“How Much Do You Make?”

Comparing Salaries“How much do you make?”

The question froze me momentarily, as it would for a majority of American corporate workers.  Many companies have a policy against discussing personal salaries with other workers.  At most of the rest, it’s at the very least taboo.

Yet, despite arguments against motivation being tied to compensation, it’s on the minds of most employees.  Comparing oneself against others doing the same job (let’s ignore the quality issue for a moment) is natural.  Let’s not deny it.

From an HR perspective, salary comparison is a touchy subject.  The reality is that for organizations with strong “promote-from-within” cultures, the organization holds all the cards, and competitive salaries tend to wither with every promotion someone receives.  After all, the company knows how much you make, and so, they typically offer you only a percentage of the competitive outside rate when you get promoted.  We all know that if they were to offer the same position to an outside candidate, that individual would likely walk away with considerably more than the internal candidate.

Ultimately, that’s but one downside to a “promote-from-within” organizational culture (there are positive aspects, as well, though).  The point is, as long as you strictly adhere to this cultural policy, comparisons can be relatively controlled.  But as soon as you open the door to outside talent (which you should and MUST do in this increasingly competitive talent environment), you’ve opened a comparative Pandora’s Box.  You’ve introduced inequity and increasing distrust (and often deflection and deception on behalf of the organization) between employees and between employees and management.

Add to that the difficulty organizations have in creating and maintaining truly equitable and effective pay-for-performance systems, and you have a boiling cess pool about to erupt in your organization.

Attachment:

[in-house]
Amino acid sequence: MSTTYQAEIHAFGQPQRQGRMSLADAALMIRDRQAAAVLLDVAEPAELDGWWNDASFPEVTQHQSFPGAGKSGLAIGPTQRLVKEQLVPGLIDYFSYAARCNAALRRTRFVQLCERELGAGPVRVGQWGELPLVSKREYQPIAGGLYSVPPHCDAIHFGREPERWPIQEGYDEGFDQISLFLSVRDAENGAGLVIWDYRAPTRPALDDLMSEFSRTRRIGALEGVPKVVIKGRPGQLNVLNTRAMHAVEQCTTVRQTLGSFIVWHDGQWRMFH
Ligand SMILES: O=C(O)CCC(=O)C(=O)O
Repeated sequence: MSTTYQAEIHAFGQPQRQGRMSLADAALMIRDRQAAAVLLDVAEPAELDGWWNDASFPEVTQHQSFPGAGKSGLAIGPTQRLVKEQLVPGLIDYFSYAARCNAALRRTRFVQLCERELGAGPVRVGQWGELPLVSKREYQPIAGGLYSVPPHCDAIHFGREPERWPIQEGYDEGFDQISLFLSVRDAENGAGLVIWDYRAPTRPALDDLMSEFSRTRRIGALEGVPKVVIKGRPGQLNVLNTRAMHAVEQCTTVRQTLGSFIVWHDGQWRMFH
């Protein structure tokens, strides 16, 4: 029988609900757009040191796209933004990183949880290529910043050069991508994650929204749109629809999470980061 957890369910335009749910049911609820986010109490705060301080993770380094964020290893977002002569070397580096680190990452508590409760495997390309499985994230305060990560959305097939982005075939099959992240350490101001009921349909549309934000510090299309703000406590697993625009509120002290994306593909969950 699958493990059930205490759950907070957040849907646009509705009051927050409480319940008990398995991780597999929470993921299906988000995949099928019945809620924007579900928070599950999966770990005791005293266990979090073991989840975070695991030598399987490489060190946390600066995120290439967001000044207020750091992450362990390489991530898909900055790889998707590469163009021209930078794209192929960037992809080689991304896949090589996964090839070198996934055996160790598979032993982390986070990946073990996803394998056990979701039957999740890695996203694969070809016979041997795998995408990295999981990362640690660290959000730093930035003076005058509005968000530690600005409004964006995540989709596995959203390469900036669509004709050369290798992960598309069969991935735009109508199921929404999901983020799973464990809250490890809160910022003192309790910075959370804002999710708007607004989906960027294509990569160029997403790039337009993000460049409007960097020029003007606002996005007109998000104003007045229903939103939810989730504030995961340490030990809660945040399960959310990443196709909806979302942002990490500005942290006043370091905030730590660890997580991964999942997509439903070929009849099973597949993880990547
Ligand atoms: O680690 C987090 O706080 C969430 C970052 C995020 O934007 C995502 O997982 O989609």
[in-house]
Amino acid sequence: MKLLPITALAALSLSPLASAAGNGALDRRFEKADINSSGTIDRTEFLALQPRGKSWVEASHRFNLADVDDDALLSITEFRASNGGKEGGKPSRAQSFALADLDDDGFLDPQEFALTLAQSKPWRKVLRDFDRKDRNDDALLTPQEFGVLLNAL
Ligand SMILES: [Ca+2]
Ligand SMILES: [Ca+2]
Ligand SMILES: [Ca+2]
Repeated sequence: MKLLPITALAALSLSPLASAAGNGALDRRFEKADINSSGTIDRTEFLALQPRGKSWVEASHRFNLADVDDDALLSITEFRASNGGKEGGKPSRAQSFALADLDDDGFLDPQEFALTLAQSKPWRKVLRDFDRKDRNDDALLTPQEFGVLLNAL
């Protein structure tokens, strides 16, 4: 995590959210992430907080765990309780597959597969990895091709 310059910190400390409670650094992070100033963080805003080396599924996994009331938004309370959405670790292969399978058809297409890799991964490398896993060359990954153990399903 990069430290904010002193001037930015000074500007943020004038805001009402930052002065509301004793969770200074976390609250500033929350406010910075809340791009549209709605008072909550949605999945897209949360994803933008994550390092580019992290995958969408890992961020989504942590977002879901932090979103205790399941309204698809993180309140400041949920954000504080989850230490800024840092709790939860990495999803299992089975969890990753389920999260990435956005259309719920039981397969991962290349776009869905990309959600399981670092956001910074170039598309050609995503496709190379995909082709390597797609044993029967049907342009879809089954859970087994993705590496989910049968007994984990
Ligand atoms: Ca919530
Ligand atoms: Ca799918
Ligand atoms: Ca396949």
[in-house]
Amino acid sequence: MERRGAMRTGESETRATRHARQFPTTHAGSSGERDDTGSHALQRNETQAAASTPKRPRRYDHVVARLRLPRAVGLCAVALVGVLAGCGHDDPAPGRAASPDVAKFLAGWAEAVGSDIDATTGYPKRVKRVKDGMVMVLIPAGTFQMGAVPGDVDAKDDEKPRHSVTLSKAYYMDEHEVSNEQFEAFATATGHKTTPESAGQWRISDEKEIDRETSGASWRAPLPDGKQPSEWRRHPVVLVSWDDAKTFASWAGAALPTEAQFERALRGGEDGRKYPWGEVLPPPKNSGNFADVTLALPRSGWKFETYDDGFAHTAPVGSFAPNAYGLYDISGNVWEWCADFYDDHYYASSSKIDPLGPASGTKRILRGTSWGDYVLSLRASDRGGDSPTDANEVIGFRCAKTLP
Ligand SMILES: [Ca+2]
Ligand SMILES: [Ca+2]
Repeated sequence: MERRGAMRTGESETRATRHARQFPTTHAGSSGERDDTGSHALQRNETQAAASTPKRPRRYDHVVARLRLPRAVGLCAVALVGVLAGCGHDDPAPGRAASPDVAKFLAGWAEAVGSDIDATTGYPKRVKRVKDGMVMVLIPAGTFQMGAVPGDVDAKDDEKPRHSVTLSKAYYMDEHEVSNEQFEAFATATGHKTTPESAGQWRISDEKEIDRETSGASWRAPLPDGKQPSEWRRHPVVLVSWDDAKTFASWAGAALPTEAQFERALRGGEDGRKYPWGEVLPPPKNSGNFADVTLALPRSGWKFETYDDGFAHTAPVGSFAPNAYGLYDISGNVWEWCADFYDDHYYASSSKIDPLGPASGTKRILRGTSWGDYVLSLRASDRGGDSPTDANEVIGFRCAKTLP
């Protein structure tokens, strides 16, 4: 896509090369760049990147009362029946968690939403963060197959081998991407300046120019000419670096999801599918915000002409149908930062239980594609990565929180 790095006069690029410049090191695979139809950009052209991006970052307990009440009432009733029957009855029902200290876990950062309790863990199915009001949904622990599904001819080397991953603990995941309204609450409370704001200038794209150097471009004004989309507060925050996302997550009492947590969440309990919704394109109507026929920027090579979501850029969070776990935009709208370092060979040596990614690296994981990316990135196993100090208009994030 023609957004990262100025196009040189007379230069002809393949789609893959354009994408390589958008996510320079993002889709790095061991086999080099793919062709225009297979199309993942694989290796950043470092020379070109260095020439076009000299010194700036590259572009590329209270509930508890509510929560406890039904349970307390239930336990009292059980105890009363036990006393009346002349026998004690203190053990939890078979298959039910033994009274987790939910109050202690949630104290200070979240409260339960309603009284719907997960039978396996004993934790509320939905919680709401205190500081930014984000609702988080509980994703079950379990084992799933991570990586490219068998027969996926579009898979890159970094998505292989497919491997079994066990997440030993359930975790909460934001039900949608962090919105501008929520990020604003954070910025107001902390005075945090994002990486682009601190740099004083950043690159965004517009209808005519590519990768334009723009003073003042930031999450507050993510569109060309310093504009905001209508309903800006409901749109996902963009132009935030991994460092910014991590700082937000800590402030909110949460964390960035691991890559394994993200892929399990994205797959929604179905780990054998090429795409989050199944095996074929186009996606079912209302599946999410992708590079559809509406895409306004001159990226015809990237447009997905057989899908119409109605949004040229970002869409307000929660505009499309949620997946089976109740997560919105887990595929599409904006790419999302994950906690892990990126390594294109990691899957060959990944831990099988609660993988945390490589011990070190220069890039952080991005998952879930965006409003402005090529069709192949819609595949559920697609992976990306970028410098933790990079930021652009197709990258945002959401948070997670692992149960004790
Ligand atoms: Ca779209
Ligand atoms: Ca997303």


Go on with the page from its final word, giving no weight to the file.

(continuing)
Top that off with executive salaries that are neither tied to organizational performance nor based on merit nor fairly controlled with other cost reduction measures, and you’ve just transformed yourself into an employer of last resort.

Madison, Wisconsin was just ranked by Policom Corporation the ninth strongest metropolitan economy in the country.  The corporations of this vibrant midwestern college town should be booming, and talent should be flocking to their doors.  And at many of the biotechs and innovation start-ups, this is happening.  They’re attracting top talent.  But at many of the largest companies, including Fortune 500 corporations, human capital mismanagement, flawed pay-for-performance systems, and inequitable salary comparisons have undermined these organizations abilities to get top talent.

The worst part of this conundrum is that because of the larger U.S. economy, the quantity of applicants for open positions remains high.  It’s the quality of applicants, and resulting new hires, that’s dropping off.  This handful of major companies, which tend to all be in the financial services industry, have soiled their reputations, and word on the street is to avoid this company at all costs.  Yet, either leaders are unaware of their reputation as a dirge of top talent, or they simply don’t care.  Either way, the situation is breeding mediocrity for organizations on the brink of financial disaster.

In the end, I told my colleague what I made.  She told me.  Yep, she was making significantly more, and yep, she was an external hire.  But she knew what that meant for her next promotion….and she sighed and opened the job board.  She’s looking elsewhere.  And I’ve already left.

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